However, the flesh of pumpkin is better known for being a great source of vitamin A (from beta-carotene). Vitamin A is essential for skin regeneration and strong bones, also promoting good eye health and preventing age-related degenerative diseases.
Additionally, the pumpkin fruit provides adequate amounts of vitamins C (ascorbic acid), B2 (riboflavin), and E (alpha-tocopherol) as well as small amounts of other minerals, such as iron, magnesium, and zinc.
100 grams of cooked pumpkin provide 20 calories, with 2% and 4% of the daily value for carbohydrates and dietary fiber, respectively.
How to Consume Pumpkin
- Edible parts Flowers, Fruit, Seed
- Edible uses Oil
- Taste Sweet, Mild
There are many ways to incorporate pumpkin into a healthy diet. Most usually consumed as food, pumpkin can also be found as a supplement, which concentrates its medicinal benefits.
it is possible to dehydrate the fruit for long term storage, or buy it canned.
Cooked. The soft texture and mildly sweet taste of pumpkins makes them a popular ingredient in many dishes, from soups to flans to breads. Pumpkin flesh is rich in beta-carotene and have anti-inflammatory properties.
Roasted. Traditionally, pumpkin seeds have been roasted and consumed as a snack. In this form, pumpkin seeds can help reduce cholesterol and blood pressure levels, as well as boost cardiovascular health.
Herbal Remedies & Supplements
Liquid extract. Pumpkin seed extract may also be combined with cranberries in some supplements for the purported benefit of improving urinary tract health.
Oil. The cold pressed seeds of pumpkin produce an omega-3-rich oil that can be consumed every day in order to prevent cardiovascular diseases.
Capsules. For medicinal purposes, capsules containing pumpkin seed oil are available.
- Where to buy Supermarkets, Big online retailers, Farmers' markets, Specialized health stores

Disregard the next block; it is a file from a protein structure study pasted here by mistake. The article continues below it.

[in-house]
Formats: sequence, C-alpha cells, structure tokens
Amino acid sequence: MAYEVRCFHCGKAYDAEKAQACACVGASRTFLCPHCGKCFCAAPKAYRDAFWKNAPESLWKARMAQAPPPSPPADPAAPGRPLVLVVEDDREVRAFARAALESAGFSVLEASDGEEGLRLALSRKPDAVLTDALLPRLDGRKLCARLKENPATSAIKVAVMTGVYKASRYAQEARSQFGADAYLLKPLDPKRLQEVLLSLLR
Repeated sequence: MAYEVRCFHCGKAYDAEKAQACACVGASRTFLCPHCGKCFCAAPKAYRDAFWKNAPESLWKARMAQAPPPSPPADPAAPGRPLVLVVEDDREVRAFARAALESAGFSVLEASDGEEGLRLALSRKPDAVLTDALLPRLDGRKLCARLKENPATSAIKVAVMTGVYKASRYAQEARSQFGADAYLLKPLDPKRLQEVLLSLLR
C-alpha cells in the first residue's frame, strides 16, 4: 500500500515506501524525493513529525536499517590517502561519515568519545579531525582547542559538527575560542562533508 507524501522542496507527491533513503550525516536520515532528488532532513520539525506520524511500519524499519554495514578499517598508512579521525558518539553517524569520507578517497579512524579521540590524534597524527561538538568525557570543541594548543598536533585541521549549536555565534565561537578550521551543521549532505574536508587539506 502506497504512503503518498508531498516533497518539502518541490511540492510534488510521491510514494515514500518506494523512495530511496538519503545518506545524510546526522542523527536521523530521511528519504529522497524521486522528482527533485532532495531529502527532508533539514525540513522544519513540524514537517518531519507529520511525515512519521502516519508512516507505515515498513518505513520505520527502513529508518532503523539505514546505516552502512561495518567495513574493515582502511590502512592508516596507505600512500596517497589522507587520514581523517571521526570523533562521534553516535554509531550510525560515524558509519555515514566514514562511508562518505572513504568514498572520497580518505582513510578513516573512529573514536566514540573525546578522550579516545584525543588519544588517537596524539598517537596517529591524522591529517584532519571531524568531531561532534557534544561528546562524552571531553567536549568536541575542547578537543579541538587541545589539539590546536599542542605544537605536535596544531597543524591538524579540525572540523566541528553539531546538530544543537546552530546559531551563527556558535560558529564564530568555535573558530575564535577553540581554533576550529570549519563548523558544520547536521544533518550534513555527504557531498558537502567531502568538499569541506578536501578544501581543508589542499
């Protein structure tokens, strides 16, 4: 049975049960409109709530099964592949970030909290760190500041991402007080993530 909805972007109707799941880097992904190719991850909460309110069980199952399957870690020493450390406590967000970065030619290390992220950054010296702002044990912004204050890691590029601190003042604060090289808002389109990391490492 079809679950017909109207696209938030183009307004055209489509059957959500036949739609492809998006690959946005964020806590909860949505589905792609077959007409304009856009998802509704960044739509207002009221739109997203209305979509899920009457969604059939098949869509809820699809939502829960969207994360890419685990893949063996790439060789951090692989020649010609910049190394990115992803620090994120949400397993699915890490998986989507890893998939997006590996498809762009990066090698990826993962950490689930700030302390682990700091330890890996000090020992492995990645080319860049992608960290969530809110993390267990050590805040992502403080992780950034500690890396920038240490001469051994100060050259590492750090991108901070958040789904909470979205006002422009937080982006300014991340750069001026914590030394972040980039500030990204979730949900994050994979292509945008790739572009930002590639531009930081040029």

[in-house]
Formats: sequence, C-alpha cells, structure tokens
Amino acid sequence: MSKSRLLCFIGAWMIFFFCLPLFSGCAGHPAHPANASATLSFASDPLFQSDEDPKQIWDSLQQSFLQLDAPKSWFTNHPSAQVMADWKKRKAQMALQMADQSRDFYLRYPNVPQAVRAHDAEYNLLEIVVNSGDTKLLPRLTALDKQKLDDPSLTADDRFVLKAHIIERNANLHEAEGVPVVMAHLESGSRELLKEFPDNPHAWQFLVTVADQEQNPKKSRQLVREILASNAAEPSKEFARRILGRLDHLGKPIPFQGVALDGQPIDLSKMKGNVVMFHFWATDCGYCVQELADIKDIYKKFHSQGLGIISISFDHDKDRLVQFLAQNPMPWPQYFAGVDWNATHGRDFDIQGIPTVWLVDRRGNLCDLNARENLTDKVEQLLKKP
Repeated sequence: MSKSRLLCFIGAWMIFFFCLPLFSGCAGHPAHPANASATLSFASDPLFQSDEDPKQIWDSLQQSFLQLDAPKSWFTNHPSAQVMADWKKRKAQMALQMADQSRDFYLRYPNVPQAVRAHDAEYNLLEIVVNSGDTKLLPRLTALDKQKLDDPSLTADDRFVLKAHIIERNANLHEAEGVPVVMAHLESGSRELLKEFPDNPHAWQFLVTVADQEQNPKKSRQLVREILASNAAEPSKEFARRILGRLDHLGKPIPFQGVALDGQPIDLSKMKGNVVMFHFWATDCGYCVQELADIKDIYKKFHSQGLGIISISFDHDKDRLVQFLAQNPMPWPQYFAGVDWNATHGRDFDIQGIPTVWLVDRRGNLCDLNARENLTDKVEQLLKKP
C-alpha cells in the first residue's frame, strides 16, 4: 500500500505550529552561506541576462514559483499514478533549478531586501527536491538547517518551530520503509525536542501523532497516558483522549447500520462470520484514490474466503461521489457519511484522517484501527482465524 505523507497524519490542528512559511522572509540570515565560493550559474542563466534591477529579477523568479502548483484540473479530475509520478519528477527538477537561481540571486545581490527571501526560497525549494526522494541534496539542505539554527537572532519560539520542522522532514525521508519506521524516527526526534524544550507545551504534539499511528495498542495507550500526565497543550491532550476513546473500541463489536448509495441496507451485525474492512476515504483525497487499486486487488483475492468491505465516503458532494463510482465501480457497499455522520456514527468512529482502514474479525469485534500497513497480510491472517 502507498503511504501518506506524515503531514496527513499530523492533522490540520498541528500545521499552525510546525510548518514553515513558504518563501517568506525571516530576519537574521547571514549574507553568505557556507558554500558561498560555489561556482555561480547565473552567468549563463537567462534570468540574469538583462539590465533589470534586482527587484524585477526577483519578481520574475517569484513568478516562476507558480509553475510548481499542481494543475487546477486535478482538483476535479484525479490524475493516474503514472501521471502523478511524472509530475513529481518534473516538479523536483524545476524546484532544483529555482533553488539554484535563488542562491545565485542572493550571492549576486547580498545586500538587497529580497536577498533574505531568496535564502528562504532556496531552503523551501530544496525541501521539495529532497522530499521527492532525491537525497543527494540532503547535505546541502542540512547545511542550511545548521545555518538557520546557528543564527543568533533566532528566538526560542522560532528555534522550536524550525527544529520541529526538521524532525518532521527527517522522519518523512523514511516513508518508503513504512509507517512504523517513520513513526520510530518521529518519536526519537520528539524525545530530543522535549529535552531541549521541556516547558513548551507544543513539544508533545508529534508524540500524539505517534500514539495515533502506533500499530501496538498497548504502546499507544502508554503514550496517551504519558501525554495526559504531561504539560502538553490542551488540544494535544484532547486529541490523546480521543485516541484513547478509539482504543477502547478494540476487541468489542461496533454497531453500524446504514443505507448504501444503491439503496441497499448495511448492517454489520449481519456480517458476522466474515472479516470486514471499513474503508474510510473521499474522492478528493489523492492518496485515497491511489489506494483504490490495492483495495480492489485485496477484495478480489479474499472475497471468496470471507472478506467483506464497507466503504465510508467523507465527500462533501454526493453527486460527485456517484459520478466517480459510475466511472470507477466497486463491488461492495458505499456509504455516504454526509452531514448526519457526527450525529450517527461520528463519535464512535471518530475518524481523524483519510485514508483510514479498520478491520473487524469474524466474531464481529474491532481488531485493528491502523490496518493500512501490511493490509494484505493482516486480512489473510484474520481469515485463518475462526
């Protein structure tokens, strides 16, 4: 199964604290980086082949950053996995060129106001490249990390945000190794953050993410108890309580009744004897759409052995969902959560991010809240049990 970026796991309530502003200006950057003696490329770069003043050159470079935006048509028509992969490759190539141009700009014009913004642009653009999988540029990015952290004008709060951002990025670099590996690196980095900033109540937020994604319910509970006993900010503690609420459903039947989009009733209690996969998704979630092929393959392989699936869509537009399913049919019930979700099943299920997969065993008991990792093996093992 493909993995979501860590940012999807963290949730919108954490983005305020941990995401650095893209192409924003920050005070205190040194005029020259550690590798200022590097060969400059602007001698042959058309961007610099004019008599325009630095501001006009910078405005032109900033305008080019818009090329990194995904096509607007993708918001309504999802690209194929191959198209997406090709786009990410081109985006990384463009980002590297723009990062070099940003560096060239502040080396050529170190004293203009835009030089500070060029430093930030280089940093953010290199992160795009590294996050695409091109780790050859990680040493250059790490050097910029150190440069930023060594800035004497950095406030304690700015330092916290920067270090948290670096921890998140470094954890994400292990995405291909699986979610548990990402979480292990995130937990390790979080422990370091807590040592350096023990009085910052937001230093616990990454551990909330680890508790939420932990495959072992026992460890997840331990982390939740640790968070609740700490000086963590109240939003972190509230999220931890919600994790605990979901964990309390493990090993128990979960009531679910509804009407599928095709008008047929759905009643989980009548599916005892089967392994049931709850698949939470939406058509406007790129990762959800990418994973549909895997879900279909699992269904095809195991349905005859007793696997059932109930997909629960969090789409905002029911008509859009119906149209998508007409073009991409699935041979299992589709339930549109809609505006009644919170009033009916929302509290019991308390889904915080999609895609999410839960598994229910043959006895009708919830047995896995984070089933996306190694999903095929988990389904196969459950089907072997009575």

Pumpkin is cultivated around the world and is commonly seen in most grocery stores or local markets in autumn-time. Pumpkin sold for decorative use will most often be spherical in shape, but other shapes can be found and are sold for the purposes of cooking and eating. Dehydrated and powdered pumpkins are not as common, but can be found in specialized health stores and online. The seeds are also available to buy separately, either shelled or unshelled.
Herbal Remedies & Supplements
Pumpkin seed oil is not hard to come by, and can be found at some organic stores, as well as in specialized herbal stores and online retailers, as gel capsules or as pure oil.
- Life cycle Annual
- Harvested parts Seeds, Fruit
- Light requirements Full sun
- Soil Well-drained
- Soil pH 5.6 – 6.0 (Moderately acidic), 6.1 – 6.5 (Slightly acidic)
- Growing habitat Temperate climates
- Planting time Right after last frost
- Potential insect pests Aphids, Mites, Cucumber beetles, Squash bugs, Whiteflies
- Potential diseases Root rot
Available in a wide range of sizes and shapes, pumpkin can be easily cultivated in a home garden. However, it should be kept in mind that the vines need room to spread out up to 15 feet (4.5 m).
Pumpkins need to receive full sun and good drainage for optimum growth; with too much water, root rot could occur.
Pumpkins grow best in moderately to slightly acidic soil.
The ideal temperature for germination is be between 77 - 86°F (25 - 30°C) and the seeds should be planted after the last frost.
Pumpkin seeds should be sown about two inches (5 cm) deep, roughly in the center of where the vines are expected to spread.